Lesson 4 - Cytometer Subsystems
Before we delve to deeply into the various applications of flow cytometry, it is best to take the time to gain an understanding of how flow cytometers work. Understanding how the data is actually produced will help you understand the why's behind the careful design of flow cytometry experiments and what to do in case the experiment does not go as expected.
Flow Cytometer Subsystems
A flow cytometer, any true flow cytometer, consists of three major subsystems: fluidic, optical and electronic.
While manufacturers continue to build simpler and more efficient cytometers (such as the Gauva Technologies EasyCyte system which significantly reduces the fluidic component), they can still be broken down into the same basic subsytems. The image to the left shows a system layout of a typical cytometer. Of course, the systems are not this simplistic. The image below shows that as you begin to examine each component, the overall system shows increasing levels of complexity.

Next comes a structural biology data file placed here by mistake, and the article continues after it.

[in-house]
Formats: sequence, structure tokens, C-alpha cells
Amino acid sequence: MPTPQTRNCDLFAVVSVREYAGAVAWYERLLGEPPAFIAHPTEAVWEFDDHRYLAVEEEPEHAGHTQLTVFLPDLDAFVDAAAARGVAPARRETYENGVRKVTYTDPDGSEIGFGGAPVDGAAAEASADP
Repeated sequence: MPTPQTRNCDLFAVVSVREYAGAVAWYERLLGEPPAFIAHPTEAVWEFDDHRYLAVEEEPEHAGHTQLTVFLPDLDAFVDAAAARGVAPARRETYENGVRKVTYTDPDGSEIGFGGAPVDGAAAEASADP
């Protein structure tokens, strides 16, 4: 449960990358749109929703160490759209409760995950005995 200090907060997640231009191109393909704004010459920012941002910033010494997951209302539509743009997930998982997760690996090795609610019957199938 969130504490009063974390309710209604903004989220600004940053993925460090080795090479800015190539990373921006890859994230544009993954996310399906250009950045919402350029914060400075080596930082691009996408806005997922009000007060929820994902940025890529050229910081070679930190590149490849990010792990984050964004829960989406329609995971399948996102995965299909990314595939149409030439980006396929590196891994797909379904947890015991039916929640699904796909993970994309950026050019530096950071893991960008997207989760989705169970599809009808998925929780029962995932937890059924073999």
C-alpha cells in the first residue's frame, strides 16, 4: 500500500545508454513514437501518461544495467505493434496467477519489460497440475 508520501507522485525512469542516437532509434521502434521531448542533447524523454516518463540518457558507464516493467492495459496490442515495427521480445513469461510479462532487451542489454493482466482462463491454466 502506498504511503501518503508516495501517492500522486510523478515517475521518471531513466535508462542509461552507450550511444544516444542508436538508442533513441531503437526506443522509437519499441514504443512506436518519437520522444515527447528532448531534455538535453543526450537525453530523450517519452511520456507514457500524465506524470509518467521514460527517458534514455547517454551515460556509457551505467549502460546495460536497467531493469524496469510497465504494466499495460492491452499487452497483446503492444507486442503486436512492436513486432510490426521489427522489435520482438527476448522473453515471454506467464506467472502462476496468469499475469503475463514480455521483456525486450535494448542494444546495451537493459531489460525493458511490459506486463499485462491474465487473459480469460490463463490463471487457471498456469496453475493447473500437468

Expanded Subsystem Analysis
We will briefly look at the cytometer subsystems and their role in flow cytometers. The following four links present overviews of these subsystems. Please review this information carefully
In order to asses your understanding of the material thus far, please email the answers to the following questions to the address below. After receiving this I will provide you with access to the next module.
- Describe, in your own words, the benefits of a closed flow cell system versus an open flow cell.
- Describe, in your own words, the meaning of the term dead time.
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February 19, 2005